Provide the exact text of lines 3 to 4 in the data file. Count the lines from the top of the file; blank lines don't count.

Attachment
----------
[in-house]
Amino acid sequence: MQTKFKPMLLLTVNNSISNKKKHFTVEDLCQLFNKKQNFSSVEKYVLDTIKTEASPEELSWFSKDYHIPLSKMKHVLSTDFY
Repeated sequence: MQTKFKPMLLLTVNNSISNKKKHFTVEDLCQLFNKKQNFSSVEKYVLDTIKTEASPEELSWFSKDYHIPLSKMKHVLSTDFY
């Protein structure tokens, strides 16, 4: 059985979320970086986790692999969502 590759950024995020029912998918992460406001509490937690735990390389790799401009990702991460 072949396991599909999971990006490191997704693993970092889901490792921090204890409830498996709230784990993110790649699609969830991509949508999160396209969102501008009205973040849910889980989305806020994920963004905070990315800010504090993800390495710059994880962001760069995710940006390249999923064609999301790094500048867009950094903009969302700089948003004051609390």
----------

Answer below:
Repeated sequence: MQTKFKPMLLLTVNNSISNKKKHFTVEDLCQLFNKKQNFSSVEKYVLDTIKTEASPEELSWFSKDYHIPLSKMKHVLSTDFY
């Protein structure tokens, strides 16, 4: 059985979320970086986790692999969502 590759950024995020029912998918992460406001509490937690735990390389790799401009990702991460 072949396991599909999971990006490191997704693993970092889901490792921090204890409830498996709230784990993110790649699609969830991509949508999160396209969102501008009205973040849910889980989305806020994920963004905070990315800010504090993800390495710059994880962001760069995710940006390249999923064609999301790094500048867009950094903009969302700089948003004051609390």